The removal of CIP at a frequency of60 KHz and CIP concentrations of 25, 50, 100 and 150 mg/L at different time (10, 20, 40, 60, 80 and 120 min) is shown in Fig. 2. The low US removal rate is due to the fact that the formation of free radicals (OH) in the ultraviolet spectroscopy alone is insignificant. The only source of OH production in the US wave is the sonolysis of water according to the following equations [29]:
Therefore, since the amount of radicals produced during this process is negligible, so its ability to reduce the antibiotics concentration is low. More investigations have shown that the higher the number of hydroxyl radicals and the higher the oxidation rate, the greater the number of OH radicals derived from the hybrid system than the US system, and the little effect pH changes have on this process. Therefore, a study of pH variations on this method is insignificant [30].

3.3. Effect of ZnO-NPs Dose, CIP Concentration and Reaction Time on the Sono-nano-chemical (US/ZnO) Process

The effect of ZnO-NPs dose on the removal of CIP was studied by varying the CIP concentrations from 0.1 to 0.25 g/L (Fig. 3(a)). In general, US was considered as the energy source to activate the NPs. NPs provide large surface and high energy which tends to accumulate [31]. When the ZnO-NPs particles were subjected to US waves, the orbit layer electrons were excited and then a positive charge was formed on the pores of the NPs. The positively charged pores reacted with OH and a chemical reaction was observed between the excited electrons and adsorbed O2 on the ZnO-NPs [3]. Although US distribute the NPs, its strength is not enough to distribute them in high concentration. So, the efficiency of removal could be improved by adding NPs [30]. The results obtained were similar to the studies on the effect of different concentrations on the disintegration of organic pollutants using TiO2 NPs in different AOPs [29, 31].
The effect of reaction time and CIP concentration (Fig. 3(b)) on removal efficiency of CIP was investigated at different CIP concentrations (25, 50, 100 and 150 mg/L) and reaction time (10, 20, 40, 60, 80 and 120 min) at the optimum ZnO-NPs dose (0.25 g/L). The rate of removal increased rapidly during the time period of 10–80 min and then decreased. The efficiency of CIP decomposition was increased with decreasing initial CIP concentration at the same condition of NPs dose and free hydroxyl radical density. Therefore, CIP radical reaction with hydroxyl radicals would be increased at low CIP concentrations, which will result in increase in the CIP decomposition by the free radical [32].

3.4. Effect of Initial pH, Persulfate Concentration and Time on the Sono-nano-chemical/persulfate (US/ZnO/PS) Process

As seen in Fig. 4(a), higher efficiency was observed at a pH of 7using the US/ZnO/PS process. The most important cause of the effect of environmental phases on the synthesis of organic compounds is the type and amount of radicals produced by the AOP. During the use of PS as an oxidant, in addition to radical production of PSs, which have an important role in the production of organic compounds due to the higher oxidation potential of organic compounds. This reagent, as stated in Eq. (14), can affect the hydroxyl water molecules and convert them to hydroxyl radical, which can play a role in the acidic conditions of PS ions, which are converted into free radicals of PS [33].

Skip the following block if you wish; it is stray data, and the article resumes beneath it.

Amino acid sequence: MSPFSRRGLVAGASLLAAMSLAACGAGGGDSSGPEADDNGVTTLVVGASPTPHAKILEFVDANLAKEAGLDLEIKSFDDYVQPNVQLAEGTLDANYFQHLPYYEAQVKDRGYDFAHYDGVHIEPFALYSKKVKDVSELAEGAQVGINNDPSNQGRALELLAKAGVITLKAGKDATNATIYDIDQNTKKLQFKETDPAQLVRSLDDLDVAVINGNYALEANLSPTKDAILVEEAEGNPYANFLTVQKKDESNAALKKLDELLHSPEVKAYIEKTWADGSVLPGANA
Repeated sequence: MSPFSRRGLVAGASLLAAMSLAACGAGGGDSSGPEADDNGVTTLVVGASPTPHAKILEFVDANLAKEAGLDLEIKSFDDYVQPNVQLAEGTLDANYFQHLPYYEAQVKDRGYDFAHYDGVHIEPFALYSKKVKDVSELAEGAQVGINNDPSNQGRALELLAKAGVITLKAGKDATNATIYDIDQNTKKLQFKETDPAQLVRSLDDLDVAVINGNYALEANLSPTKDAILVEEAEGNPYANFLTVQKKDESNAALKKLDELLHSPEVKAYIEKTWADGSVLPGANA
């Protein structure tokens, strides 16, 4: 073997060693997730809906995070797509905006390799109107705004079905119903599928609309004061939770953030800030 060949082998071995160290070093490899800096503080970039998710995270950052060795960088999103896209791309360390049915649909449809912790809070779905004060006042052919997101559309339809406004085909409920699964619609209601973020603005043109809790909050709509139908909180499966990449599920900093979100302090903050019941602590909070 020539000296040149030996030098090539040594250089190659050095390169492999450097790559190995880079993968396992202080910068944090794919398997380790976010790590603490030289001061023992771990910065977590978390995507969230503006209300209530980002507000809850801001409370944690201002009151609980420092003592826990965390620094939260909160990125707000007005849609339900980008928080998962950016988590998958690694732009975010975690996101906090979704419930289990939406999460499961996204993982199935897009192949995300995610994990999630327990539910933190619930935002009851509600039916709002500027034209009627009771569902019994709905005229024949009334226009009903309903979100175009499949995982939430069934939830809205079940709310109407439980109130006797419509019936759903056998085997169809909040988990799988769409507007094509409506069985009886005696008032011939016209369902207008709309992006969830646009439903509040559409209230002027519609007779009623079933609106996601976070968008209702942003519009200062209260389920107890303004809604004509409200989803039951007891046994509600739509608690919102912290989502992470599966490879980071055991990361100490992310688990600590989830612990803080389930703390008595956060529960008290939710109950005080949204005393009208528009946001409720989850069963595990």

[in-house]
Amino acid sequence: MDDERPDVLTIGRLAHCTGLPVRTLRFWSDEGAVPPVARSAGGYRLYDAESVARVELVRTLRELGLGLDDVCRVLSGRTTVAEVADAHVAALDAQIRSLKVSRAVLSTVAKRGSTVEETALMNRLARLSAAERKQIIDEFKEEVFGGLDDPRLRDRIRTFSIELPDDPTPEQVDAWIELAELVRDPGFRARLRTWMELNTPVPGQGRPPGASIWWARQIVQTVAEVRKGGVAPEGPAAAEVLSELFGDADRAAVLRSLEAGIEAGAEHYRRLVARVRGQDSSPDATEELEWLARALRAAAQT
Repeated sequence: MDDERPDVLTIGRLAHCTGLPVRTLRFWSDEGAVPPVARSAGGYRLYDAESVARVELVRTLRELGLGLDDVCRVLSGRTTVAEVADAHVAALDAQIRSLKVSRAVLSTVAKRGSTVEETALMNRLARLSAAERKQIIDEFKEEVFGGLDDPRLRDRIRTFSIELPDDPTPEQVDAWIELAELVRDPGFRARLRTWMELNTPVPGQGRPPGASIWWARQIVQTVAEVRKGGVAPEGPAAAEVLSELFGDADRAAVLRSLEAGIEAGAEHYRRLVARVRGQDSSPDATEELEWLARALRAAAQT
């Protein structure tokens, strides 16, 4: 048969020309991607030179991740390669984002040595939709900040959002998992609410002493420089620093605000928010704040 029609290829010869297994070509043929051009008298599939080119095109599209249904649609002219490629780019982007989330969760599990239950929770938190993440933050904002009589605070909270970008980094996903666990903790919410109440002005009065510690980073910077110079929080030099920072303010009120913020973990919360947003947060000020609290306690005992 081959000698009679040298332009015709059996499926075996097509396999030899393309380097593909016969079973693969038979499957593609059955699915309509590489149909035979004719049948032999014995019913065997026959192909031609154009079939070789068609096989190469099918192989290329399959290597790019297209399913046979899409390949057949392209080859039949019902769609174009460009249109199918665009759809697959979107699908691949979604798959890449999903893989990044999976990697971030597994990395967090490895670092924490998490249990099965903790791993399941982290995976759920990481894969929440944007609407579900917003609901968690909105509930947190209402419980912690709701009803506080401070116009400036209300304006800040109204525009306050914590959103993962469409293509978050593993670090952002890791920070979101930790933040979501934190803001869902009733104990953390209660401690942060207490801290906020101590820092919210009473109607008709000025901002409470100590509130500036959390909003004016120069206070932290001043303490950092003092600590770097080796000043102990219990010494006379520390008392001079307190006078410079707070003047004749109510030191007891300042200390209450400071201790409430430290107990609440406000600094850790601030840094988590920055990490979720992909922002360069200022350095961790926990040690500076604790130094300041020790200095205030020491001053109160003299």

Therefore, these free radicals and hydroxyl radicals are dominant in acidic conditions. In neutral and basic pH, the SO4•− would be converted to OH according to Eq. (15) and (16), and this led to the increase in the oxidation and removal efficiency [34].
As seen in Fig. 4(b), increasing the PS concentration from 238.03 to 476.06 mg/L increased the removal of CIP, which decreased as the PS concentration was increased further from 1,428.18 to 2,380.3 mg/L. Eq. (17) and (18) described the PS behavior. At first, the PS was converted to sulfate radical (one of the strongest oxidizing substances) and it decomposed the resistive organic materials to water, CO2 and non-organic acids [35]. PS radical reacted with water and hydroxyl ions indirectly to produce the hydroxyl radicals. Increasing the oxidizing substance, PS more than optimal level caused the PS radicals to act as a scavenger and converted sulfate radical to back to PS (S2O8•−). Therefore, the sulfate radicals were reduced [36].
To evaluate the effect of initial CIP concentration and reaction time on the performance of the US/ZnO/PS) process, the experiments were carried out at different initial CIP concentrations of 25, 50, 100 and 150 mg/L at PS concentration of 476.06 mg/L and pH of 7. The results are presented in Fig. 4(c). CIP removal efficiency decreased after 10 min at concentrations of 25, 50, 100 and 150 mg/L. The highest removal efficiency was obtained at CIP concentration of 25 mg/L. The efficiency of removal at this concentration (25 mg/L) and the reaction time of 10 min was 96%. This may be due to the finite number of active sites present on the adsorbent that becomes saturated at high CIP concentration. In other words, at low CIP concentration and time, the availability of the adsorption sites was higher than at higher CIP concentrations and time [37].